Secret-keepers have what it takes to be legendary storytellers. Stories aren’t solely about pretty writing, glorious description, or witty banter. Excellent stories are about one thing and one thing only….CONFLICT.
Want to know the secret ingredient that turns responsible adult readers into reckless maniacs willing to stay up until DAWN to finish a book…on a work day?
Secret-Keepers Resist the Urge to Explain
Secret-keepers learn to resist the urge to explain, which we’ll talk about in a moment. Before any deception even comes into play, we—as authors—must make sure we cast jacked up people in our story. To be blunt, perfectly well-adjusted, responsible people are dull.
We want to deliver a powerful story not a powerful SEDATIVE.
This said, it’s tempting for us to create perfect protagonists and pure evil antagonists, but that’s the stuff of Looney Tunes cartoons and low budget 70s Spaghetti Westerns…not great fiction.
First of all, we want our characters to ‘feel’ real. In order to feel real, they must come with baggage (um, like real people do).
In some genres this baggage may be carry-on only (I.e. cozy mystery). Other genres require a cast with enough baggage to require military aircraft hangars (I.e. literary fiction, certain types of speculative fiction).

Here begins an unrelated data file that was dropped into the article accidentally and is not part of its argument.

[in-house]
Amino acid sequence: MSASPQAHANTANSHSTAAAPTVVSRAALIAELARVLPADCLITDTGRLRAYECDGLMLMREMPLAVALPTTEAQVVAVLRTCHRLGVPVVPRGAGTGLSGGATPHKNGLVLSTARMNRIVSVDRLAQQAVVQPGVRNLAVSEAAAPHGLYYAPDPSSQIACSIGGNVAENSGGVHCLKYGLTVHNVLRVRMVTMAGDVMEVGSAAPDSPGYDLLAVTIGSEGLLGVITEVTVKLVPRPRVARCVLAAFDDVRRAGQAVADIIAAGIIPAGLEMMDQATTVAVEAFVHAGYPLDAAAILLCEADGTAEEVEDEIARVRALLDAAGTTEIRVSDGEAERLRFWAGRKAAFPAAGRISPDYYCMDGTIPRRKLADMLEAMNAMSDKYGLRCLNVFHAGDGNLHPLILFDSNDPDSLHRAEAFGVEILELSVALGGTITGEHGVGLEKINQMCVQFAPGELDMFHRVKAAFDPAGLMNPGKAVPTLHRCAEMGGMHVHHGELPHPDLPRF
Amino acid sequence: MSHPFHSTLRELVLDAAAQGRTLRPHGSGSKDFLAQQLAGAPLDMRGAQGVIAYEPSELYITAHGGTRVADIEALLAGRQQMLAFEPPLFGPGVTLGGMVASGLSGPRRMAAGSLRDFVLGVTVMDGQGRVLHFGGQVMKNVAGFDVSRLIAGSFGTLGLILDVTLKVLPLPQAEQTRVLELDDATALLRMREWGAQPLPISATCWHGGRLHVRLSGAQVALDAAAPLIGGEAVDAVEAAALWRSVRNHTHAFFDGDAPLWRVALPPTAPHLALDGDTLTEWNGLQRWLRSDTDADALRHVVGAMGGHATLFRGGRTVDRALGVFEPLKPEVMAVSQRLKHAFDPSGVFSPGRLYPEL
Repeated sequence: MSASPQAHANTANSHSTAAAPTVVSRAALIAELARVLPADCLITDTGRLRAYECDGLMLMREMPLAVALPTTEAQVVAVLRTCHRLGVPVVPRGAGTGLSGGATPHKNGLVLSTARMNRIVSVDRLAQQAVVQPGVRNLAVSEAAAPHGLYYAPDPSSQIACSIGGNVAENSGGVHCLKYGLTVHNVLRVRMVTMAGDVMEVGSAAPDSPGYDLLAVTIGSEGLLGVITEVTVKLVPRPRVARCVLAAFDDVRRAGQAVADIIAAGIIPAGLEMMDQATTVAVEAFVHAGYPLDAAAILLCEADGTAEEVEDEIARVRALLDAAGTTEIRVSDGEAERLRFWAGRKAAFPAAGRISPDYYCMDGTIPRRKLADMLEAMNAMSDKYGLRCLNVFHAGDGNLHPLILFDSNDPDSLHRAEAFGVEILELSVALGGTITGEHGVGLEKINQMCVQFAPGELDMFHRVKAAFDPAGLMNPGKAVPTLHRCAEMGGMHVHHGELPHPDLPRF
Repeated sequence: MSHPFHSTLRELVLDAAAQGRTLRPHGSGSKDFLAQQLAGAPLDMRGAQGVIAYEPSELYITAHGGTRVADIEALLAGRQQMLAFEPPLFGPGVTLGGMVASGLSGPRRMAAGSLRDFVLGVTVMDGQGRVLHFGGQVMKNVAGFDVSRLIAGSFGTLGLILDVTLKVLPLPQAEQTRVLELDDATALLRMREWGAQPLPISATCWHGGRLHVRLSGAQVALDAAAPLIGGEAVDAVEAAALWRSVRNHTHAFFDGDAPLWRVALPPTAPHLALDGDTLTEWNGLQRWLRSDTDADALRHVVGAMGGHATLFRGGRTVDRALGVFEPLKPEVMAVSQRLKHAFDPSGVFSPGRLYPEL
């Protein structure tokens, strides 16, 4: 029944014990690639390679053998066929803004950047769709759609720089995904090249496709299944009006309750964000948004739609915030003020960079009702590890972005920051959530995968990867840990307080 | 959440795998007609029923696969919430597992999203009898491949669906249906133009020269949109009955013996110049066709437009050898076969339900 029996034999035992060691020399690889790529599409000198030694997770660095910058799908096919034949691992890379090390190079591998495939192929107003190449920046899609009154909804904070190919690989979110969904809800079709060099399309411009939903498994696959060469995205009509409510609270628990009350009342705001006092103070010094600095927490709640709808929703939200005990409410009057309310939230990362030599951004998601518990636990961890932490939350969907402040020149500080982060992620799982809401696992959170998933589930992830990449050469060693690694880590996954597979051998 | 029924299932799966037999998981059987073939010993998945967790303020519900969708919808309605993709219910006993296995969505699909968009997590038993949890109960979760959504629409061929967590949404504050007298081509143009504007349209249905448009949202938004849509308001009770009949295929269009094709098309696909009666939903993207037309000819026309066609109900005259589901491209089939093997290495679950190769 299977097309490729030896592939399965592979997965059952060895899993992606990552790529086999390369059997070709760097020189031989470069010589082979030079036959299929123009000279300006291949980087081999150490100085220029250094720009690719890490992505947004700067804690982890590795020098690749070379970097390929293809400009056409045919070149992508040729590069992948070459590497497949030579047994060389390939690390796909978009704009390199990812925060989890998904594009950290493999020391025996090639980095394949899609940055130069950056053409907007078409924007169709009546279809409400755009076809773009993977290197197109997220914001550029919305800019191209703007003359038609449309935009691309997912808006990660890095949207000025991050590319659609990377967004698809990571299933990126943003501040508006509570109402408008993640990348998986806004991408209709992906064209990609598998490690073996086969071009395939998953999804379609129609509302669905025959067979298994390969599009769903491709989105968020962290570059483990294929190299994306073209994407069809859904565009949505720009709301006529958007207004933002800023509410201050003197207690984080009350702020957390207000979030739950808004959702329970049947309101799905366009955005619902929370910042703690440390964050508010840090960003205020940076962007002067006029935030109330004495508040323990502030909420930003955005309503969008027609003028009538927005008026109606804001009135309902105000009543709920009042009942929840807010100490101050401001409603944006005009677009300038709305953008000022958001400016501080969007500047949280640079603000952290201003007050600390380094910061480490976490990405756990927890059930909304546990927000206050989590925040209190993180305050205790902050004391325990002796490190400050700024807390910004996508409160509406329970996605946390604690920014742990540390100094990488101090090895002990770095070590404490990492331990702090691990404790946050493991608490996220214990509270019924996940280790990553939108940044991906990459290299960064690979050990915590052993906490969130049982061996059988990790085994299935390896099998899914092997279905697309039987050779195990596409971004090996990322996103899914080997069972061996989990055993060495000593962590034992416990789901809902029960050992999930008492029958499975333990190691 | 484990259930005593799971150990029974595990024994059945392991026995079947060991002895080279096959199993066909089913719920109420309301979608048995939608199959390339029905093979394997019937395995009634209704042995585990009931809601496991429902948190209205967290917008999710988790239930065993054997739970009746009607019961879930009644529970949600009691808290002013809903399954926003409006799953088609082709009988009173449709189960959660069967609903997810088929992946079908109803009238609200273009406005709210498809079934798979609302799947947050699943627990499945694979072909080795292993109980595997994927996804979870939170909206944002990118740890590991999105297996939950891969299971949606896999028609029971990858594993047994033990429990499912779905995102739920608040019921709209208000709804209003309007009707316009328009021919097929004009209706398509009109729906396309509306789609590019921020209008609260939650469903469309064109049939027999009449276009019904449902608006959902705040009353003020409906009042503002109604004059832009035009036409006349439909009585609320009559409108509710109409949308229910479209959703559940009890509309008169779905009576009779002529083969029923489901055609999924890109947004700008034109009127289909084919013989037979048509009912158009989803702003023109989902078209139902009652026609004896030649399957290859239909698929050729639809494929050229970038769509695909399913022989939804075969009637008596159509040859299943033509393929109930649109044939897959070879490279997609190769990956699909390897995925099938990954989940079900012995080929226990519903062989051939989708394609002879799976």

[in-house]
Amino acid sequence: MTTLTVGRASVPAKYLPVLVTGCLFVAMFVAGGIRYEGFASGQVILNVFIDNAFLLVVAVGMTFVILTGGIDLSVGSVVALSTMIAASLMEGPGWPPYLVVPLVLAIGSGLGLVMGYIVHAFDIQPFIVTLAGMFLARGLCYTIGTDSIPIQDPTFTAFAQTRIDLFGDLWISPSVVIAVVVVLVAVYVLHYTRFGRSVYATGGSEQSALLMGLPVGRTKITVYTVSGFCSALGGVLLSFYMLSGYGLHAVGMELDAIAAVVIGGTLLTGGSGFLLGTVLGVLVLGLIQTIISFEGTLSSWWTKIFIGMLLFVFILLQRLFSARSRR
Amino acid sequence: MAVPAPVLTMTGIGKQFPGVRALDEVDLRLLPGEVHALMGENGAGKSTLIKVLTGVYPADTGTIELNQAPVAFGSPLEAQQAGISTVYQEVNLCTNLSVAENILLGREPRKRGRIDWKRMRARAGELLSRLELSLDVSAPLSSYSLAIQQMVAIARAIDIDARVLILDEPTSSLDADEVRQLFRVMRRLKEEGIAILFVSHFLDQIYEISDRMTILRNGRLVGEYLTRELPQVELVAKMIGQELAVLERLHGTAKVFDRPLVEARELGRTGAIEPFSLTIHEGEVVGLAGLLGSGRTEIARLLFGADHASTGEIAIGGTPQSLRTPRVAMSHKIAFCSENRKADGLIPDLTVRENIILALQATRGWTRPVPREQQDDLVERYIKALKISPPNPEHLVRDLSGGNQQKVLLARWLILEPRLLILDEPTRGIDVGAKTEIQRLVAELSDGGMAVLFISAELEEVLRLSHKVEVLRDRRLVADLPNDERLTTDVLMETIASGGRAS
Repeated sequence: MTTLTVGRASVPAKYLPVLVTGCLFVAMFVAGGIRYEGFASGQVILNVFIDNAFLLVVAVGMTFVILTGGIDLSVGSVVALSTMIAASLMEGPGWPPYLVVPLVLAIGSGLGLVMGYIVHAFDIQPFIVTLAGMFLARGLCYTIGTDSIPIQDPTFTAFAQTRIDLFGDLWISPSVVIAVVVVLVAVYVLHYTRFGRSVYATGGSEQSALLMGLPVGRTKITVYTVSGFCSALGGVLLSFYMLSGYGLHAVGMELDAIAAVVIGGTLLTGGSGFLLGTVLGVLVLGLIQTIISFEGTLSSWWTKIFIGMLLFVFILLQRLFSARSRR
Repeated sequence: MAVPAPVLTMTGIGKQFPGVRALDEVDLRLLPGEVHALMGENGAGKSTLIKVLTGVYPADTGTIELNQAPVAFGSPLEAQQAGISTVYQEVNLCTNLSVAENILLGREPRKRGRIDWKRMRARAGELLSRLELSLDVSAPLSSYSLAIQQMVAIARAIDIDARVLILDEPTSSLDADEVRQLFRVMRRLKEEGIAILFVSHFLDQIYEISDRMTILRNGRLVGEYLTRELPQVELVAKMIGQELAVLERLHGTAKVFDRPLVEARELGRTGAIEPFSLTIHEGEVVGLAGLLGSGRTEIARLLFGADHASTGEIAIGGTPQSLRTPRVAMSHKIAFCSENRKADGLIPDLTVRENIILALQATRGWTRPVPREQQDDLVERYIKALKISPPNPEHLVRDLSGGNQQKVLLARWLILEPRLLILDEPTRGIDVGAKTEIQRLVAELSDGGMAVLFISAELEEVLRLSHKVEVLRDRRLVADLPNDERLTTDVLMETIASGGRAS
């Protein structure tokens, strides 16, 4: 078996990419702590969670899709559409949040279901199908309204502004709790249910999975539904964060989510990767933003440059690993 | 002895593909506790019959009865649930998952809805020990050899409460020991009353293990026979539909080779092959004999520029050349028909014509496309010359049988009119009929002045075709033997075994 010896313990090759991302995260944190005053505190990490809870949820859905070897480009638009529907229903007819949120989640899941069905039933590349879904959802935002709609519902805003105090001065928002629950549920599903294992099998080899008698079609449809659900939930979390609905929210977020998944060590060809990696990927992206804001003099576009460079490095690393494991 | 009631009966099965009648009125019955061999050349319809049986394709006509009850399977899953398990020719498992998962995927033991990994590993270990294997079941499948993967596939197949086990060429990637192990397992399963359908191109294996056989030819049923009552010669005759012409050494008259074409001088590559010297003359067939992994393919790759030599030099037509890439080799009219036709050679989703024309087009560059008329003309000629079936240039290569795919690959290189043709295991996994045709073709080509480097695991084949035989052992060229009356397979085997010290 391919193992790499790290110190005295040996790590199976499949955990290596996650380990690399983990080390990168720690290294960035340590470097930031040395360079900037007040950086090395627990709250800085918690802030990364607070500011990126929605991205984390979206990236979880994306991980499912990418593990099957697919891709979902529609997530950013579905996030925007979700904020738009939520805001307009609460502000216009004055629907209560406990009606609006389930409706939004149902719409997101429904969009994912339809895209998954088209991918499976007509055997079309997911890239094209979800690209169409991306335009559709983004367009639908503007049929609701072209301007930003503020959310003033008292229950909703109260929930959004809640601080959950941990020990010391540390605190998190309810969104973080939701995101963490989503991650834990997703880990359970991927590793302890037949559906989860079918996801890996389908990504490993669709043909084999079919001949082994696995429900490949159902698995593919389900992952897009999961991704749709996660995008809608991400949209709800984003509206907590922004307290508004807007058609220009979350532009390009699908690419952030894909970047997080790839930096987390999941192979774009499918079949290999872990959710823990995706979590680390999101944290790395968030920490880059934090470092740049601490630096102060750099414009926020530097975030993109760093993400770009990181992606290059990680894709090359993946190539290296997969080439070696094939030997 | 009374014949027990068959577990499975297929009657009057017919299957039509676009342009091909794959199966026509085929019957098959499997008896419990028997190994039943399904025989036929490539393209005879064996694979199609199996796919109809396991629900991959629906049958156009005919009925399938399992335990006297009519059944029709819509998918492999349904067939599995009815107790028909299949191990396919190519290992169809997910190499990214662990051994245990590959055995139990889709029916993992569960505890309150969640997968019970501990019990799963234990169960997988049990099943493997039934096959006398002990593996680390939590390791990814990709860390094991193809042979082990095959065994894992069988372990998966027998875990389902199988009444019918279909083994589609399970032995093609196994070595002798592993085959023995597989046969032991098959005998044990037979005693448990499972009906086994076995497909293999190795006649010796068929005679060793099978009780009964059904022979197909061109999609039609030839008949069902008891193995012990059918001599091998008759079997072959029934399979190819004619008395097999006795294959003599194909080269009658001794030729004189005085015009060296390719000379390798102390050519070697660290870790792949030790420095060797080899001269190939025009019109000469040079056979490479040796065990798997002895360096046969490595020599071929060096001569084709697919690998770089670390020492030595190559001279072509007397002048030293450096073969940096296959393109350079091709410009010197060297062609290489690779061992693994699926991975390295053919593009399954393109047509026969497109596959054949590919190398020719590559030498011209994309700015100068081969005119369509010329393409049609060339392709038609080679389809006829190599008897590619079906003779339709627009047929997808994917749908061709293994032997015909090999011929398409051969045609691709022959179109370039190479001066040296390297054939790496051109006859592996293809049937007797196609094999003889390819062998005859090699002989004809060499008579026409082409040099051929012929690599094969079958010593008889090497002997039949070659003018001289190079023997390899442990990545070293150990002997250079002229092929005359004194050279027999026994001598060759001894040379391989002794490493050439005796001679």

Also, remember that life isn’t black and white. We’re wise to appreciate that every strength has an array of corresponding weaknesses and vice-versa. When we understand these soft spots, generating conflict becomes easier. Understanding character arc becomes simpler.
Plotting will fall into place with far less effort.
One element that is critical to understand about legendary storytelling is this:
Everyone Has Secrets
All good stories hinge on secrets.
I have bodies under my porch.
Okay, not all secrets in our fiction need to be THIS huge (again look to genre). Alas, the skilled author understands how powerful secrets can be and hones his/her abilities to be superior secret-keepers.
Skilled writers never part with anything the reader doesn’t work for.
Real Self vs. Authentic Self
We all have a face we show to the world, what we want others to see. If this weren’t true then my author picture would have me wearing a Star Wars t-shirt, yoga pants and a scrunchee, not a beautifully lighted photograph taken by a pro.
We all have faces we show to certain people, roles we play. We are one person in the workplace, another with family, another with friends and another with strangers.
This isn’t us being deceptive in a bad way, it’s self-protection and it’s us upholding societal norms. This is why when Grandma starts discussing her bathroom routine, we cringe and yell, ‘Grandma! TMI! STOP!’
No one wants to be trapped in a long line at a grocery store with the stranger telling us about her nasty divorce. Yet, if we had a sibling who was suffering, we’d be wounded if she didn’t tell us her marriage was falling apart.
Yet, people keep secrets. Some more than others.
In fact, if we look at The Joy Luck Club the entire book hinges on the fact that the mothers are trying to break the curses of the past by merely changing geography.
Yet, as the daughters grow into women, the mothers see the faces of the same demons wreaking havoc in their daughters’ lives…even though they are all thousands of miles away from the past (China).